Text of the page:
Irish Farmers with Designated Land (IFDL) have criticised the new hen harrier scheme for not honouring promises made to them in 2007, when their land was first designated. They say that when the farmers were approached about designation in 2003, they were given assurances that they would be compensated for any loss of land values. This never happened and the new action-based scheme does not address the issue.
Jason Fitzgerald of IFDL provided That's Farming with a copy of the original agreement between government and farmers. This document (titled “Agreement between the Government and Farming Organisations on Review of Implementation of Habitats Regulations 1997”) states: “Capital compensation for a loss in land value will be payable to the extent that it arises from restrictions on farming or another existing land use..[..] The compensation payable will be the difference between pre-designation value and the post-designation value. In the event of disagreement on the amount of such compensation, there will be recourse to arbitration.”
A new “locally-led” €35m hen harrier scheme was announced in October 2015. IFDL members hoped it would fulfil the promises given in 2007. But as €10m of this money is to be devoted to saving the freshwater pearl mussel and the scheme's administration is expected to cost 16-17% of the remainder, this leaves around €20m to be distributed among an estimated 2,000 participants. According to Fitzgerald, the costs of participation will cancel out the financial benefits.
“Not alone is it going to be action-based, not alone is it not going to reward people for having land in it, but it's probably going to cost as much to carry out those actions as you're going to get for them, so it's going to be cost-neutral at best,” said Fitzgerald. “Our land was designated and we were promised compensation on the basis of income that was lost as a result of the designation, the work that [we had to] carry out and also for the consequences of the notifiable action and the restrictions on the land,” he added.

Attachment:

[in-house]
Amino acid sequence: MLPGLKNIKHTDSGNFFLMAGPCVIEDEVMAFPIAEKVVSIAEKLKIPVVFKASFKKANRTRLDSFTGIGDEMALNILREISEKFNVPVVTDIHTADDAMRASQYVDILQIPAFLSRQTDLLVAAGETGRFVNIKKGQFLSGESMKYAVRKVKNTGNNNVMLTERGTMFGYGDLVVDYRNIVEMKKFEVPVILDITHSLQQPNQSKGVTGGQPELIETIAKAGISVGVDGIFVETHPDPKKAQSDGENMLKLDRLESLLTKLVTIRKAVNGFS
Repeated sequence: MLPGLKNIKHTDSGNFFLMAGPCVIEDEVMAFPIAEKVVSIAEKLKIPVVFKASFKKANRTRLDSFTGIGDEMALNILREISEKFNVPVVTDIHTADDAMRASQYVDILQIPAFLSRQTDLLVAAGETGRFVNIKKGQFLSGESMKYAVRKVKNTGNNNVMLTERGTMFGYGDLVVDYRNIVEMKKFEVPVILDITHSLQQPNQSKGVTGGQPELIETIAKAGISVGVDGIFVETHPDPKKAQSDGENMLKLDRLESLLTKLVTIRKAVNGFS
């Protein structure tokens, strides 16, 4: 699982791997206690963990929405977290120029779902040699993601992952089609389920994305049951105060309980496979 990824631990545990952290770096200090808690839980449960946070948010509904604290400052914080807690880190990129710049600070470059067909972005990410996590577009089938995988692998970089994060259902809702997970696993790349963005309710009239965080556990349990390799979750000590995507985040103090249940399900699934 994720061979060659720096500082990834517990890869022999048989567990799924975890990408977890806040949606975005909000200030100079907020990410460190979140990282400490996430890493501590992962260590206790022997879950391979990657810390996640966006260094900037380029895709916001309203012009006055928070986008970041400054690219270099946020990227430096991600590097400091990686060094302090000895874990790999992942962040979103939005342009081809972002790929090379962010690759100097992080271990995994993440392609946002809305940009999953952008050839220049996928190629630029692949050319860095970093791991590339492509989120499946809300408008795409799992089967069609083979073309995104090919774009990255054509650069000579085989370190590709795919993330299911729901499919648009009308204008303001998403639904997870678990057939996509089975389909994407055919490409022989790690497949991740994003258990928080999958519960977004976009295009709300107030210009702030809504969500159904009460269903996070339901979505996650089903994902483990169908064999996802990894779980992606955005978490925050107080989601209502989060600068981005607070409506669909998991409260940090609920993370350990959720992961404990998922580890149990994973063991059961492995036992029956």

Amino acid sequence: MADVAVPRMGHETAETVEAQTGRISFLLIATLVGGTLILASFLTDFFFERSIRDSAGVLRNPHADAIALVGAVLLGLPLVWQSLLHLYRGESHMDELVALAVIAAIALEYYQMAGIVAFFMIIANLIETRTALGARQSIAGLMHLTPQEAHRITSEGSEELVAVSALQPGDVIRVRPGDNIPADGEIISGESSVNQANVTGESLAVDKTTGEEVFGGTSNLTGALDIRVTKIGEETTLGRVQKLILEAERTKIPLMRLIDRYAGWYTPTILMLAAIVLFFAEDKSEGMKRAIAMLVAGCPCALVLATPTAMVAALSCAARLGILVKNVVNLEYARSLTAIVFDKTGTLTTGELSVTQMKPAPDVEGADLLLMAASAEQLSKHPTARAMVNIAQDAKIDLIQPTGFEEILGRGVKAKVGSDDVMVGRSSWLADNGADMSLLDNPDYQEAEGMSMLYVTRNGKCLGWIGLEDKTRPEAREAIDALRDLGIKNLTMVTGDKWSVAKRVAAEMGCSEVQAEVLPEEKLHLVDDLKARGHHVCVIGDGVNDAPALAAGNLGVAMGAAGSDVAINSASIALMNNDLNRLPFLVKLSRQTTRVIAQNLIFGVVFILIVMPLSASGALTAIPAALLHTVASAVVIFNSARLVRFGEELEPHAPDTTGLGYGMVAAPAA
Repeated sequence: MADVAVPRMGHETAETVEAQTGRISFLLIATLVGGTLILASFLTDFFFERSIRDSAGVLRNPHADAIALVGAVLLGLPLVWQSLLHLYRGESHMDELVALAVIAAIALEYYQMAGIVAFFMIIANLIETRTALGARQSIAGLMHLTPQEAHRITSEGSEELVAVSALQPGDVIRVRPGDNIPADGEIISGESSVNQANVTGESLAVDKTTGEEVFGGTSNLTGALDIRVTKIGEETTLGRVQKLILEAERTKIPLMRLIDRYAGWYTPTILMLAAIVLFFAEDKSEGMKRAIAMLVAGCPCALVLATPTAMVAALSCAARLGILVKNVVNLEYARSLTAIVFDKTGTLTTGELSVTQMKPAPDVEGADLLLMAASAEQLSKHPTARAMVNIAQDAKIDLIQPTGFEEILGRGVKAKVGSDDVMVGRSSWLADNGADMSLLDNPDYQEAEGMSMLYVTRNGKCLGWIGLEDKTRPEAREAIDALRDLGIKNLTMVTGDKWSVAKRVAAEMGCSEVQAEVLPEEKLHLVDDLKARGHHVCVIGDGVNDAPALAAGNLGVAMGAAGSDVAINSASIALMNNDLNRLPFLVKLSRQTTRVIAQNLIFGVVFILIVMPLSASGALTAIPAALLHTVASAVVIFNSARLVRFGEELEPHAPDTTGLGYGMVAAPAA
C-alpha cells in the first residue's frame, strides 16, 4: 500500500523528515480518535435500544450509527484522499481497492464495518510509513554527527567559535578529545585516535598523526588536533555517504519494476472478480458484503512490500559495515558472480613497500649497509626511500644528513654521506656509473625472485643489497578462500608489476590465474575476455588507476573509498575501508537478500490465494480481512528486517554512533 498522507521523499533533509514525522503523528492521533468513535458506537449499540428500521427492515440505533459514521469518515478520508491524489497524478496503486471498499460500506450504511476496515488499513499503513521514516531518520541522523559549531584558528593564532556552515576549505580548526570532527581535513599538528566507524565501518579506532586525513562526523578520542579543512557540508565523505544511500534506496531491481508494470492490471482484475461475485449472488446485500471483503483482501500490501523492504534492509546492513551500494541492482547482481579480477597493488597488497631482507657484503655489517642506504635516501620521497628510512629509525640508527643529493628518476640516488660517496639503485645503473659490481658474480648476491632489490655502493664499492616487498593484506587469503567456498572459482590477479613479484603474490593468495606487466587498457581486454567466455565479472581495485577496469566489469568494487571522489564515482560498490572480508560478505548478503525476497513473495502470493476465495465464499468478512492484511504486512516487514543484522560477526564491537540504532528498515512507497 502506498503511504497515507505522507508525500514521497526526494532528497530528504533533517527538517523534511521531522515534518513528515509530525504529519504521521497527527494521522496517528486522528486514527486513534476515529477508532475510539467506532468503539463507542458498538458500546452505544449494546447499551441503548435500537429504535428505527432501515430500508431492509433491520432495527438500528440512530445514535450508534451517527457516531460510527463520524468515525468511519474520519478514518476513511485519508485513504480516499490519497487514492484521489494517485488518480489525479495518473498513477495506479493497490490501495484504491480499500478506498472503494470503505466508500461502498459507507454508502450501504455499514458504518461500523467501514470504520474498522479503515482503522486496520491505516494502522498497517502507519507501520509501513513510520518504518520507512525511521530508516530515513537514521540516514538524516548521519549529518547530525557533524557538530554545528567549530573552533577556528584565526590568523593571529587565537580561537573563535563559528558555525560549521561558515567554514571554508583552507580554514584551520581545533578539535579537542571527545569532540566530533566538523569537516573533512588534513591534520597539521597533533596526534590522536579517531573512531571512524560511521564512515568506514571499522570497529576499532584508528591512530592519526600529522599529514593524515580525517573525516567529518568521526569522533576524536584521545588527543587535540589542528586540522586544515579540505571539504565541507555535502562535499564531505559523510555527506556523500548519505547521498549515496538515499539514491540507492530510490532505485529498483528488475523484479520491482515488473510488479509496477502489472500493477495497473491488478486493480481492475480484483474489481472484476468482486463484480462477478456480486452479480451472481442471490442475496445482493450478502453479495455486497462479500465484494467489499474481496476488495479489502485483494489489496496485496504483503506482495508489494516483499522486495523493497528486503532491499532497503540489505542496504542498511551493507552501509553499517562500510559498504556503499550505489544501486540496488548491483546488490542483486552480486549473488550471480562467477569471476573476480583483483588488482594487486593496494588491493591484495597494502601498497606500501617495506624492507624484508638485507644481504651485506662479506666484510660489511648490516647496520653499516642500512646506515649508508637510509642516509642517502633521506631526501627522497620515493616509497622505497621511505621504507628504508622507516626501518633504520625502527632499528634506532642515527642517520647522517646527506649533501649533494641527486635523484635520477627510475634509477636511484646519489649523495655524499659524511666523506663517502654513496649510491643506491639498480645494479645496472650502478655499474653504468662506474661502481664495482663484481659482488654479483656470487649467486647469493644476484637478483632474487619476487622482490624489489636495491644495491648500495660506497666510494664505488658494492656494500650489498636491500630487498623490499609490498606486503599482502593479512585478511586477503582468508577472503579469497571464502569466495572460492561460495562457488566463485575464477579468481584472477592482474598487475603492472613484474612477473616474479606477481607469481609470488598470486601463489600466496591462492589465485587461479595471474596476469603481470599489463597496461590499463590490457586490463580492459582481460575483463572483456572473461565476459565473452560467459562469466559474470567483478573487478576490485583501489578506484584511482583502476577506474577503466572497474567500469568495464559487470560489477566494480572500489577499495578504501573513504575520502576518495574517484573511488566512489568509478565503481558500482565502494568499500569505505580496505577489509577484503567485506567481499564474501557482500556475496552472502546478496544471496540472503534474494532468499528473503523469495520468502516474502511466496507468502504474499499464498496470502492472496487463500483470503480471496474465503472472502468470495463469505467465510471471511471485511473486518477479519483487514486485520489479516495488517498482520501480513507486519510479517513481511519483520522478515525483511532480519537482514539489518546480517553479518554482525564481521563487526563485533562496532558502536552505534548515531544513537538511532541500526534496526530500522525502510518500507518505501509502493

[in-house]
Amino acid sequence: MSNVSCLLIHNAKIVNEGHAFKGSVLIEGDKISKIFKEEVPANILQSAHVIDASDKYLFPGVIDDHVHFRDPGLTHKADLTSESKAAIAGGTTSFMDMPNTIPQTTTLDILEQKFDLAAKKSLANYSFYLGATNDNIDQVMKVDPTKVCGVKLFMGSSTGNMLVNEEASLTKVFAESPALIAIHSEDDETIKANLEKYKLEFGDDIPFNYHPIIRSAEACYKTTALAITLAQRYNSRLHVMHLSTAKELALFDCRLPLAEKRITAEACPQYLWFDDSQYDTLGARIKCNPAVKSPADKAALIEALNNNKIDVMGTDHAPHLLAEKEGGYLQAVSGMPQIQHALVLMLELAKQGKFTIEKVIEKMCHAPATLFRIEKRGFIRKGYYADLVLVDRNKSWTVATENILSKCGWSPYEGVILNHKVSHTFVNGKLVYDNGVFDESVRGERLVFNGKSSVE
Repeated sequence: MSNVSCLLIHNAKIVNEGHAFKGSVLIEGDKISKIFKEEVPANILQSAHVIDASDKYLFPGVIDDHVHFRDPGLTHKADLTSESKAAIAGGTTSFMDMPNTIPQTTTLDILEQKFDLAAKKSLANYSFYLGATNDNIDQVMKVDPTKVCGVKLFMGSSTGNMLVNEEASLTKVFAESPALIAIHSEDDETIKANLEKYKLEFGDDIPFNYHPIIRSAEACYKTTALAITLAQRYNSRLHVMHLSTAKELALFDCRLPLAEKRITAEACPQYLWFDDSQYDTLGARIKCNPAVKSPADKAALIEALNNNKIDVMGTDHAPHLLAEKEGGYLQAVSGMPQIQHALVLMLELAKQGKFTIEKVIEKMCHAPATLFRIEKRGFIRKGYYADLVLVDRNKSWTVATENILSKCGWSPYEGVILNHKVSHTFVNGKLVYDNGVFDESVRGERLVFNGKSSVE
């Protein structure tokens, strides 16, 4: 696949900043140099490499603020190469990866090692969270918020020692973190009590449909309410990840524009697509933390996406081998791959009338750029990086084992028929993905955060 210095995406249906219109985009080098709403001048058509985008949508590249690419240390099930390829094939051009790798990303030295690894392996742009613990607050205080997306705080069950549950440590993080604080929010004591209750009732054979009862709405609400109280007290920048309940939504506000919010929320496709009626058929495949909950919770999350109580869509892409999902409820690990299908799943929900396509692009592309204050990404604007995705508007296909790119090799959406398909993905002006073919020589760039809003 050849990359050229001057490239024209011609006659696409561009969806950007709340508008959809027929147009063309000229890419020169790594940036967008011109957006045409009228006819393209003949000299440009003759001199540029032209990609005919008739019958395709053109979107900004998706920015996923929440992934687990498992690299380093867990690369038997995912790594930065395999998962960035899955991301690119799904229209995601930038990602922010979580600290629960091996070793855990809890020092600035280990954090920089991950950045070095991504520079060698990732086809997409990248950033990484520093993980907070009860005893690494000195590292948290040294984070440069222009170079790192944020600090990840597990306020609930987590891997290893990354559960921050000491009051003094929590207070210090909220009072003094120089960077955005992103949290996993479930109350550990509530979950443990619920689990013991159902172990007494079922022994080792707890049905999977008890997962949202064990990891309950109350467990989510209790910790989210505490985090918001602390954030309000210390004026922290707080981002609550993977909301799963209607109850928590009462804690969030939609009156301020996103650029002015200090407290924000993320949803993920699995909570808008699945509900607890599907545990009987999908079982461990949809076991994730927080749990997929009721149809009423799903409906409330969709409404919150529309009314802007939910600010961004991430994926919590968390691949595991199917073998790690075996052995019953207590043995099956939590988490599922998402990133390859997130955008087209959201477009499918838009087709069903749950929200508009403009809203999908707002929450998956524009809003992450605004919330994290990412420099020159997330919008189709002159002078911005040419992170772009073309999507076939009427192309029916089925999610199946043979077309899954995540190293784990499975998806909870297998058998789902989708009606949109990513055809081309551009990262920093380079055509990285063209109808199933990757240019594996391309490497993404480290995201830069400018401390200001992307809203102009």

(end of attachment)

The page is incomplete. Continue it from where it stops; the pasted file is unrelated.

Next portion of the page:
In his own experience, designation prevented Fitzgerald from being able to sell his farm to purchase a dairy unit, because his own land “didn't even get a bid.” He said, “it's only when you need to go to the bank to borrow, or when you need to sell, or transfer for that matter, that you realise the impact designation has had [on land values].”
This impact was confirmed by Mallow estate agent Liam Mullins. He told That's Farming: “There's no question that designation has hurt land prices. Who wants to buy land that you cannot farm for all the restrictions, cannot plant with trees or put wind turbines on? Non designated forestry land is worth €5,400 per acre, while for designated land you'd be lucky to get €1,500. Is it any wonder that people around here are beginning to hate the hen harrier?”
Forestry and Wind Farms
IFDL are also upset that farmers in designated areas were promised they could plant portions of their land with forestry. Fitzgerald says that objections from wildlife groups to the planting of forestry within designated areas led to a rethink and the planned forestry deal was reneged on in 2011. Of 9,060ha of promised plantation allowances under the 2007 agreement, only 1,188ha had been planted by 2016. Fitzgerald said, “this is why the whole thing has gone wrong.” When the option of planting portions of their land was closed off, farmers lost their main recourse for alternative income streams.
Wind farms have also become a bone of contention. IFDL say that Coillte have been developing wind installations on lands abutting designated farmers, while the farmers themselves are prevented from tapping this potential source of income.
Fitzgerald said: “Farmers inside in designated areas, they're not allowed to put up wind turbines. But Coillte are. There's one [wind farm] back the road here at the Cork/Kerry border, just where the Blackwater rises. There's 28 wind turbines gone in there inside of one of the most successful breeding grounds for hen harriers in the country. Now, not only have they not had their land devalued, because there were already trees growing there, but they got a bonus then for every turbine put in there.”
“There's about 40,000ha of rough grazing in the designated areas that have been devalued,” said Fitzgerald. “One thing that we have asked is that every farmer be given a letter to know if they wanted to stay in or get out at this stage. Because they were conned. They were completely conned at the time. You're talking about the lowest-income farmers, on the hardest type of land to farm. Not only was it bad enough that they had to try to farm that wet, rushy ground but all these restrictions were laid down on top of them then and their land completely worthless as a result of it.”
We will have the response of conservation organisations here next week.
You can see a map of the affected areas here: